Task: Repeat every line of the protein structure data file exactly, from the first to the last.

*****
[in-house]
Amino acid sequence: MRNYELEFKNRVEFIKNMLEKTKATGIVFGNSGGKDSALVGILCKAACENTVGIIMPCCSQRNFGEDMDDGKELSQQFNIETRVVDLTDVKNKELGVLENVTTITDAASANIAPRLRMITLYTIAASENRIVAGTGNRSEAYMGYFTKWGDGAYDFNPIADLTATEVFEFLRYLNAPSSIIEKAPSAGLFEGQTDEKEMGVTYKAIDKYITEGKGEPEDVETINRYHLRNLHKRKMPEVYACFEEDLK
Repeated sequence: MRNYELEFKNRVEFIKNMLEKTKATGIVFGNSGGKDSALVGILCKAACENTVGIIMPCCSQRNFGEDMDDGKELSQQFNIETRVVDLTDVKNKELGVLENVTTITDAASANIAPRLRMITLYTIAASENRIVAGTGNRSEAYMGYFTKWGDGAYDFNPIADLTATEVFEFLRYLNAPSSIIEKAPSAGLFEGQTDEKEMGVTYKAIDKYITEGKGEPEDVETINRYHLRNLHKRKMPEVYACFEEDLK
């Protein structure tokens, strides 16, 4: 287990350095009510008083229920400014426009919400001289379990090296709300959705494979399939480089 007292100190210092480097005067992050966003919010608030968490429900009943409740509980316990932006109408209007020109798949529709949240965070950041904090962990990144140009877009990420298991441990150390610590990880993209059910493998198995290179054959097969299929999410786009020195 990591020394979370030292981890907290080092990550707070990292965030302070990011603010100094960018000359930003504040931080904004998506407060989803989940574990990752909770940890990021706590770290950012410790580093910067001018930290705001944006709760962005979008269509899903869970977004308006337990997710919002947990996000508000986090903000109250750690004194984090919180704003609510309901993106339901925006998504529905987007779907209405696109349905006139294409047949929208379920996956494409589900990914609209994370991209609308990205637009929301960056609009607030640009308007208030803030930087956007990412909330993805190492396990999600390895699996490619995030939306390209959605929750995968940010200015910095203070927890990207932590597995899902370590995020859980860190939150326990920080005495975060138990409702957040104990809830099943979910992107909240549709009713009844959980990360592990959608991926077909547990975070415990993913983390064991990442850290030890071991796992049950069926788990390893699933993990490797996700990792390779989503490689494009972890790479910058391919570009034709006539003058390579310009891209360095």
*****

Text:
[in-house]
Amino acid sequence: MRNYELEFKNRVEFIKNMLEKTKATGIVFGNSGGKDSALVGILCKAACENTVGIIMPCCSQRNFGEDMDDGKELSQQFNIETRVVDLTDVKNKELGVLENVTTITDAASANIAPRLRMITLYTIAASENRIVAGTGNRSEAYMGYFTKWGDGAYDFNPIADLTATEVFEFLRYLNAPSSIIEKAPSAGLFEGQTDEKEMGVTYKAIDKYITEGKGEPEDVETINRYHLRNLHKRKMPEVYACFEEDLK
Repeated sequence: MRNYELEFKNRVEFIKNMLEKTKATGIVFGNSGGKDSALVGILCKAACENTVGIIMPCCSQRNFGEDMDDGKELSQQFNIETRVVDLTDVKNKELGVLENVTTITDAASANIAPRLRMITLYTIAASENRIVAGTGNRSEAYMGYFTKWGDGAYDFNPIADLTATEVFEFLRYLNAPSSIIEKAPSAGLFEGQTDEKEMGVTYKAIDKYITEGKGEPEDVETINRYHLRNLHKRKMPEVYACFEEDLK
């Protein structure tokens, strides 16, 4: 287990350095009510008083229920400014426009919400001289379990090296709300959705494979399939480089 007292100190210092480097005067992050966003919010608030968490429900009943409740509980316990932006109408209007020109798949529709949240965070950041904090962990990144140009877009990420298991441990150390610590990880993209059910493998198995290179054959097969299929999410786009020195 990591020394979370030292981890907290080092990550707070990292965030302070990011603010100094960018000359930003504040931080904004998506407060989803989940574990990752909770940890990021706590770290950012410790580093910067001018930290705001944006709760962005979008269509899903869970977004308006337990997710919002947990996000508000986090903000109250750690004194984090919180704003609510309901993106339901925006998504529905987007779907209405696109349905006139294409047949929208379920996956494409589900990914609209994370991209609308990205637009929301960056609009607030640009308007208030803030930087956007990412909330993805190492396990999600390895699996490619995030939306390209959605929750995968940010200015910095203070927890990207932590597995899902370590995020859980860190939150326990920080005495975060138990409702957040104990809830099943979910992107909240549709009713009844959980990360592990959608991926077909547990975070415990993913983390064991990442850290030890071991796992049950069926788990390893699933993990490797996700990792390779989503490689494009972890790479910058391919570009034709006539003058390579310009891209360095």